The thing is, the information could well be true. The author might indeed be a doctor. And there’s nothing new or controversial in claiming that meditation can help with all sorts of health issues – in fact, the link between mindfulness and stress really is ‘well-known’ and scientifically backed. The link to ‘metabolic syndrome’ and insulin resistance might well be too, but the way this book is written makes it all feel very flaky and doubtable, or that to really benefit you, too, would have to go spend months at an exotic retreat.

Not recommended, although meditation is well worth doing regardless of such books.

NetGalley eARC: 45 pages
First published: 2019
Series: none
Read from 20th-27th January 2019

My rating: 3/10

Mary Poppins Returns (2018)

mary poppins returns poster

The two children from Mary Poppins (1964) have grown up and, in Michael’s case, had children of his own. Following the death of his wife, however, Michael’s life is sliding into mayhem. The final straw is a repossession notice on the family home. Can the Banks family – Michael (Ben Wishaw), sister Jane (Emily Mortimer), and the three children who are more looking after the grown ups than the other way around – find a way to save their house before the bank forecloses? Well, perhaps when a strong wind blows in a familiar face…

Let’s not beat about this bush: I can only hope this is the worst movie I see this year, and what a woeful start! It’s definitely not ‘practically perfect’ in any way – more perfectly dire in far too many ways.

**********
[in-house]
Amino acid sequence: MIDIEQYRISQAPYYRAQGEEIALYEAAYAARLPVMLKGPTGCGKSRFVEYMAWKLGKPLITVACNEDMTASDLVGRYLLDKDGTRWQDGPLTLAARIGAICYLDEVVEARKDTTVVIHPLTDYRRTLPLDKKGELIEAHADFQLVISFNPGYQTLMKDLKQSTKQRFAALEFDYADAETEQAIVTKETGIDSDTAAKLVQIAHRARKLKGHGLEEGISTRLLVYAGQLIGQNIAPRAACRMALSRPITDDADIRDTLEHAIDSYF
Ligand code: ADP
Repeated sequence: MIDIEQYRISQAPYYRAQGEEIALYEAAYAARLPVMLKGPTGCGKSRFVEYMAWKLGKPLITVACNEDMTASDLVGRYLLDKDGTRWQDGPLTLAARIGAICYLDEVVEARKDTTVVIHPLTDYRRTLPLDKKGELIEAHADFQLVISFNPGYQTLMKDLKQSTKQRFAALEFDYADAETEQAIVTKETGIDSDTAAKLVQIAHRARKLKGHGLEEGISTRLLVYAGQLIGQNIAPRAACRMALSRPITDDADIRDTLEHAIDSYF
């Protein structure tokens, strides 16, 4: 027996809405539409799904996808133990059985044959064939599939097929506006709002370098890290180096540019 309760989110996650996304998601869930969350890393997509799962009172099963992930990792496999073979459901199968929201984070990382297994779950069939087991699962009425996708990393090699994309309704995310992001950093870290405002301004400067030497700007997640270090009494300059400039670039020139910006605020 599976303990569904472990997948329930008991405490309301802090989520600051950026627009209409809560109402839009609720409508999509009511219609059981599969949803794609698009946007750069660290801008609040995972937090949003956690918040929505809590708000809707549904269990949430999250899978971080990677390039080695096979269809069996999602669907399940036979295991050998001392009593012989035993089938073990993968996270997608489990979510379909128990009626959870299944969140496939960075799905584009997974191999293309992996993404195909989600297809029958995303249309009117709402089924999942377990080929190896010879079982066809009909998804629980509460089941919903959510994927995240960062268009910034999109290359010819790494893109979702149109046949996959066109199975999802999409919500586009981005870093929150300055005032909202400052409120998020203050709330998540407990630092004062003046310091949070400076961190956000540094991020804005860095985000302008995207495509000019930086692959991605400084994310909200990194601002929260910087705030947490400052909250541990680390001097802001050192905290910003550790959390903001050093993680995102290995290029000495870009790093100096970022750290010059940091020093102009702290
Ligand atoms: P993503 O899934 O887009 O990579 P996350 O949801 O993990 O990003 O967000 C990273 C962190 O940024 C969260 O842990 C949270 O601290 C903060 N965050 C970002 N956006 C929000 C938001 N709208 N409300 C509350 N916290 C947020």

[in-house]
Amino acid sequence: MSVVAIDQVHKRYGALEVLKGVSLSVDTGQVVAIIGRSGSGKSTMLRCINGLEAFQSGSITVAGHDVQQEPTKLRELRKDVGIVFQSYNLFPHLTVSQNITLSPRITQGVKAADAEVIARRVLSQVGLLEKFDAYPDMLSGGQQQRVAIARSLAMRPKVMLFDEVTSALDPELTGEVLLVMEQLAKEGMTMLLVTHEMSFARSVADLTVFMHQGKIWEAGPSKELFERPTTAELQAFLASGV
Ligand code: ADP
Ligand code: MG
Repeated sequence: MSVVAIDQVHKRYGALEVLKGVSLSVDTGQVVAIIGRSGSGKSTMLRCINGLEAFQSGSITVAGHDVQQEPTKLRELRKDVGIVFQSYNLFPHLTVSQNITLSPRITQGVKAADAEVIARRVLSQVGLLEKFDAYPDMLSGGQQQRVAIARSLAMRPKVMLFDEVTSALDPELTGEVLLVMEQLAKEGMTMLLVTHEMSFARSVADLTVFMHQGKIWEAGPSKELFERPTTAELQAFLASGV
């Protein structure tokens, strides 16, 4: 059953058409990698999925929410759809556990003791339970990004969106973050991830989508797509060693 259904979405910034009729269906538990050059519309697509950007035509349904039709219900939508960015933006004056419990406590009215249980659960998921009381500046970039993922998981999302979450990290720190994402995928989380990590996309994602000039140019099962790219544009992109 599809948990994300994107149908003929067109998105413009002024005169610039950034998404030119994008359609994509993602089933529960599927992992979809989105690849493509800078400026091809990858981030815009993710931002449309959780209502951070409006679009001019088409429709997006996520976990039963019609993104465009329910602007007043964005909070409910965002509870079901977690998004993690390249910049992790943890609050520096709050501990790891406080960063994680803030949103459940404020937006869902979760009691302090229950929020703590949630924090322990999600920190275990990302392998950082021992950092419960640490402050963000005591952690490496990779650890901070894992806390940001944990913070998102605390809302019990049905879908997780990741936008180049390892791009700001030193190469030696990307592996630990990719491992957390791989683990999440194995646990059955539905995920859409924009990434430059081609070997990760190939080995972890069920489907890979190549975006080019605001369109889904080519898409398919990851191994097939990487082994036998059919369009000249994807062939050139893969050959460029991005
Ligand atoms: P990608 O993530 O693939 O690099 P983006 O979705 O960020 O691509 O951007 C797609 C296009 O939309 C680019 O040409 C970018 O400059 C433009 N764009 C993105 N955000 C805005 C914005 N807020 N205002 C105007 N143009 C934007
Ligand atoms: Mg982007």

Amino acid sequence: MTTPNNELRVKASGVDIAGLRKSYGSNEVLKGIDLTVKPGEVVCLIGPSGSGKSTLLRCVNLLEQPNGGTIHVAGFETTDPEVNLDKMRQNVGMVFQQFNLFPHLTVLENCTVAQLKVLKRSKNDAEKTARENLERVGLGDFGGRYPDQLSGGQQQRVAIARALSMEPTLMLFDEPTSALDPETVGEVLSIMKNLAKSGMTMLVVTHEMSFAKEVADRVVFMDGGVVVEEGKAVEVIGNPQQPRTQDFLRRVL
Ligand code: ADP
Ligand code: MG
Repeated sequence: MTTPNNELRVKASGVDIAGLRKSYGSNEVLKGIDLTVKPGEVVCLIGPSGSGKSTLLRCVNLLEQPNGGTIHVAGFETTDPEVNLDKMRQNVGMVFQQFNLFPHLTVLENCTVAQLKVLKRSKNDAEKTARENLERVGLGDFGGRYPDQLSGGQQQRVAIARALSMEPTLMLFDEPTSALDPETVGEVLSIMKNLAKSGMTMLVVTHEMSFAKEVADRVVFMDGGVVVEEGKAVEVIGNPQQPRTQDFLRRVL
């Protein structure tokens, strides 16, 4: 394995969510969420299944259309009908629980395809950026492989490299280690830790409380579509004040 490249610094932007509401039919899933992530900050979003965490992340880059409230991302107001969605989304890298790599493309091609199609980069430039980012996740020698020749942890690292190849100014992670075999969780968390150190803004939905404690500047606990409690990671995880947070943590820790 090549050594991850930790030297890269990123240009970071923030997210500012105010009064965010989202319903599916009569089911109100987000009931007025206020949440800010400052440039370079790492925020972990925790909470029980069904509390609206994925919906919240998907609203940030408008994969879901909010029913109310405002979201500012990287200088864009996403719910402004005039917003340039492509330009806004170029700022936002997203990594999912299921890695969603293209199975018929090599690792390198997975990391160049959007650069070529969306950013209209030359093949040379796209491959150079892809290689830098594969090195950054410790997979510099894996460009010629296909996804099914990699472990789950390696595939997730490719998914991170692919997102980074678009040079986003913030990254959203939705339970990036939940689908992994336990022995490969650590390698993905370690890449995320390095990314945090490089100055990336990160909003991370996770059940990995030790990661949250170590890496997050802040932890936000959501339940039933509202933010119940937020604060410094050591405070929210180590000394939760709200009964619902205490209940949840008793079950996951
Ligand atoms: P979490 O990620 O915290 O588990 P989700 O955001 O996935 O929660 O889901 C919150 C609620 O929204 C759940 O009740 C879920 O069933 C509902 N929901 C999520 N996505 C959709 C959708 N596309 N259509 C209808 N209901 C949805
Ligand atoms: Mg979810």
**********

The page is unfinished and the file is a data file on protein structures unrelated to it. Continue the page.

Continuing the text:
Where to start? Emily Blunt looks great as Mary Poppins – her shoes are a highlight of the movie for me, genuinely (!) – but then she opens her mouth and what the heck?! The mangled, talking-through-marbles fake posh accent is like some horrible impression of… I don’t even know what.

Having to listen to that my ears were well primed to start bleeding when the youngers began singing o_O

The rest of the cast are at least tuneful, but the tunes themselves are insipid in the extreme. Not one has stuck in my head – I came out of the cinema humming “Fly a Kite” from the original, after one bar of it is used in the background. C’mon!!

I did quite like the cartoon-world song and dance, something about a book and its cover, but I do not think it belonged in this movie at all. The innuendo, MP’s sudden cockney turn – what?! As much as I usually like Emily Blunt, her take on MP is borderline obnoxious at times, too.

I yawned through a lot of this movie. I couldn’t stop fidgeting. I wish to heck I’d gone to see The Favourite instead.

Some people seem to like this movie, but I really can’t imagine why – unless the ‘U’ stands for ‘under fives only’. I suppose bits of it look pretty good? But it’s so tonally off it was a painful experience. At least the only way for my moving-viewing year to go is up – which must be what that last song meant!

Released: 21st December 2018
Viewed: 4th January 2019
Running time: 130 minutes
Rated: U

My rating: 3/10

Snatched (2017)

Absolute no-hoper Emily (Amy Schumer) is dumped by her boyfriend before their trip to Ecuador. When none of her friends are willing to go with her, a moment of madness sees her invite her mother, Linda (Goldie Hawn), with the intention of making her rediscover her fun side. However, Emily’s naive chasing of a good time soon leads to the pair’s kidnapping, closely followed by a less-than-smooth escape attempt.